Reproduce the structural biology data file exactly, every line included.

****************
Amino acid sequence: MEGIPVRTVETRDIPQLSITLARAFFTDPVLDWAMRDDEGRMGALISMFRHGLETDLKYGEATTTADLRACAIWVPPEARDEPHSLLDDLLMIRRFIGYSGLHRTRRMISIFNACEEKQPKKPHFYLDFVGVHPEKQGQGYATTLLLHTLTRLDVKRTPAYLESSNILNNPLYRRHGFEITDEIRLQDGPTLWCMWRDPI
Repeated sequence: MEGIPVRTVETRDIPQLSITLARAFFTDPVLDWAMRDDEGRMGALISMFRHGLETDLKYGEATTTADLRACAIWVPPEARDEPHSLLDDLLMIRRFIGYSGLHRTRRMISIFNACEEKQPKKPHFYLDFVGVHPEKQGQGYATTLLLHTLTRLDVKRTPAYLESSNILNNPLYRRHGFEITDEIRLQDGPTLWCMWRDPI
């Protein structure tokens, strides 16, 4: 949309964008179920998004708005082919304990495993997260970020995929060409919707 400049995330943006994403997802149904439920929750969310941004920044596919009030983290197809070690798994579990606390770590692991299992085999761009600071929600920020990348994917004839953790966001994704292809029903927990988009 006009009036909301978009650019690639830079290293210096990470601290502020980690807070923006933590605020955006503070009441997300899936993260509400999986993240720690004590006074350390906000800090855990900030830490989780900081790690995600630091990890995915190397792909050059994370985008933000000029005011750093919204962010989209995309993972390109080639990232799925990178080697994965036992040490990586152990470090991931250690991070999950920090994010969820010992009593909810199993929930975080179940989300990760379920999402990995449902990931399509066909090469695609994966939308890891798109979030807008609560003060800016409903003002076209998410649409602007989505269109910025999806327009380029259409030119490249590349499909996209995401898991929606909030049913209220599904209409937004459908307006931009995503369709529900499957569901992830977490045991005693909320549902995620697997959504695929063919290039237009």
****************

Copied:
Amino acid sequence: MEGIPVRTVETRDIPQLSITLARAFFTDPVLDWAMRDDEGRMGALISMFRHGLETDLKYGEATTTADLRACAIWVPPEARDEPHSLLDDLLMIRRFIGYSGLHRTRRMISIFNACEEKQPKKPHFYLDFVGVHPEKQGQGYATTLLLHTLTRLDVKRTPAYLESSNILNNPLYRRHGFEITDEIRLQDGPTLWCMWRDPI
Repeated sequence: MEGIPVRTVETRDIPQLSITLARAFFTDPVLDWAMRDDEGRMGALISMFRHGLETDLKYGEATTTADLRACAIWVPPEARDEPHSLLDDLLMIRRFIGYSGLHRTRRMISIFNACEEKQPKKPHFYLDFVGVHPEKQGQGYATTLLLHTLTRLDVKRTPAYLESSNILNNPLYRRHGFEITDEIRLQDGPTLWCMWRDPI
């Protein structure tokens, strides 16, 4: 949309964008179920998004708005082919304990495993997260970020995929060409919707 400049995330943006994403997802149904439920929750969310941004920044596919009030983290197809070690798994579990606390770590692991299992085999761009600071929600920020990348994917004839953790966001994704292809029903927990988009 006009009036909301978009650019690639830079290293210096990470601290502020980690807070923006933590605020955006503070009441997300899936993260509400999986993240720690004590006074350390906000800090855990900030830490989780900081790690995600630091990890995915190397792909050059994370985008933000000029005011750093919204962010989209995309993972390109080639990232799925990178080697994965036992040490990586152990470090991931250690991070999950920090994010969820010992009593909810199993929930975080179940989300990760379920999402990995449902990931399509066909090469695609994966939308890891798109979030807008609560003060800016409903003002076209998410649409602007989505269109910025999806327009380029259409030119490249590349499909996209995401898991929606909030049913209220599904209409937004459908307006931009995503369709529900499957569901992830977490045991005693909320549902995620697997959504695929063919290039237009």